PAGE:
Pandemic Pandemonium

I completed my training year when the world first went in to lockdown in March of 2020. Teacher training in the UK is already a tough year, but add in the elements of working from home with little to no real contact from the training provider, with the expectation to carry on online teaching (which was even new to me) and try to stay sane in a world that has turned upside down in a flash, it was a challenge for even the most well equiped and organised people. For me, the real worry was my NQT year. Through hardwork, organisiation and support, I breezed my teacher training. However, although I had passed with flying colours, I had not had the opportuniy to teach any GCSE classes. (Luckily enough I had the fantastic opportunity to teach A Level Language and Literature and team-taught one GCSE Language classc during my training year.) Starting my NQT year in September 2020 brought nerves and excitement. I’m not usually the type to get nervous, yet the thought of teaching two lots of exams (Language and Literature, separately) was a lot to comprehend after the whirlwind of the last seven months. What if I was no good? I hadn’t taught the Language paper before, and had no experience of teaching the non-fiction or the creative writing according to the exam specification, and I was not overly familiar with the texts on the Literature paper, enough to teach with exorbitant confidence, anyway.

My go to answer? Fake it ’til you make it. I found myself in a position which I’m sure lots of other trainees/NQTs are not so fortunate to have; I worked as a cover teacher for a year upon completion of my degree. I had to be resourceful and have the ability to think on my feet with 30 pairs of eyes glaring at me from across the room. So, acting with confidence along with hardwork outside of school hours to ensure my subject knowledge was seamless was my plan. It paid off. Being thrown in at the deep end, in my case with three very able “top set” groups and one very challenging “lower” (but actually very mixed, I don’t often like referring to sets as setting can both inflate and squash egos and attitudes), was the best thing for me.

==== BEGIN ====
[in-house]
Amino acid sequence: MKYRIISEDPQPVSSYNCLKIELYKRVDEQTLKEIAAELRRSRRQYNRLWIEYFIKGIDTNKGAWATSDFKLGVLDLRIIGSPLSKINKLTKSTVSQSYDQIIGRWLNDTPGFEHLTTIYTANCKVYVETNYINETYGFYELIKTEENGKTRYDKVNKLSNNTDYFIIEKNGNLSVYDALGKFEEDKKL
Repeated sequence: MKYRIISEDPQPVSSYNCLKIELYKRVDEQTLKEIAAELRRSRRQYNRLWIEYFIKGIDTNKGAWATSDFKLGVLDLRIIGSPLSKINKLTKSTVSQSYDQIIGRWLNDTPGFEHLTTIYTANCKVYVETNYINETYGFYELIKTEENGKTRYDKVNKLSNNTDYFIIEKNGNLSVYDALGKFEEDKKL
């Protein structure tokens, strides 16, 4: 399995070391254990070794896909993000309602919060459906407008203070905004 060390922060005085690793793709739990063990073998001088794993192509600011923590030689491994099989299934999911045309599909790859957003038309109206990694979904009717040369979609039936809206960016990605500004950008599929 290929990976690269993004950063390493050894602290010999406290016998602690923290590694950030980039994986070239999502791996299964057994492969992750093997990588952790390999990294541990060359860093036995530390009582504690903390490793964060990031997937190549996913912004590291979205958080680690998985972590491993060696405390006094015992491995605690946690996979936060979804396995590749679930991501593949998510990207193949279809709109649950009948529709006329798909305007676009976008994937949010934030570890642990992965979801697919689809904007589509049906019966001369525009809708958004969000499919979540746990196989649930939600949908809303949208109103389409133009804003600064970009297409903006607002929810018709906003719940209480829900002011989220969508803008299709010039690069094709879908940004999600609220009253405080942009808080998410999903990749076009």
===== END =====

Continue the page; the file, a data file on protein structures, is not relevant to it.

Interestingly, although my training year was turned upside down and observations and mentor meetings and traditional training stopped, the NQT year went ahead as normal. Not only have NQTs had to adapt to new school policies due to Covid, changes to the school day, changes to classrooms, changes to departments, changes to every aspect of school life in general, changes to assessment and teaching and learning, changes to behaviour management (a tough one, in many cases), changes to “blended” learning, more changes to assessment and teaching and learning among many other drastic measures that were taken to ensure the safety of staff and pupils, but NQT observations, meetings and assessments continued as if nothing had even happened.

Photo by Elle Hughes on Pexels.com

I’m sure many of you reading this can relate to the stress that is the NQT year. I am proud to say that my current school has an excellent support system, and mental health and wellbeing is paramount among staff and students. However, I know that this is not the case in all secondary schools, or schools in general in Britain. I realised the true importance of leaning on your department and colleauges when you need the support, reasurrance, even just seeing friendly faces every day (which was very much missed during the January lockdown). It is easy at such a junior level of teaching to go into your own bubble and not reach out to those around you when you are struggling, perhaps there is also an expectation that once you have trained you should know everything and be super confident and crack on with barely any issues. Everyone is busy. You don’t want to pester your colleagues with what they might consider trivialities. But there is that one particlar student in that one particular class who just doesn’t “get it”, or who just won’t listen... This is so far from the truth. Having “Qualified Teacher Status” essentially means nothing when you’re suddenly on your own after being out of the physical classroom for seven months, flung into a nearly full-time timetable.

Ask the questions. Build dialogues.

You do not stop learning and changing and adapting your techniques after your training year, and I think the pandemic has definitely taught everyone in education the importance of learning.

Published by itspimmsoclock

Secondary school English teacher based in the UK. Writing about the stresses and strains, but also of course joys and highlights of teaching English and TEFL.

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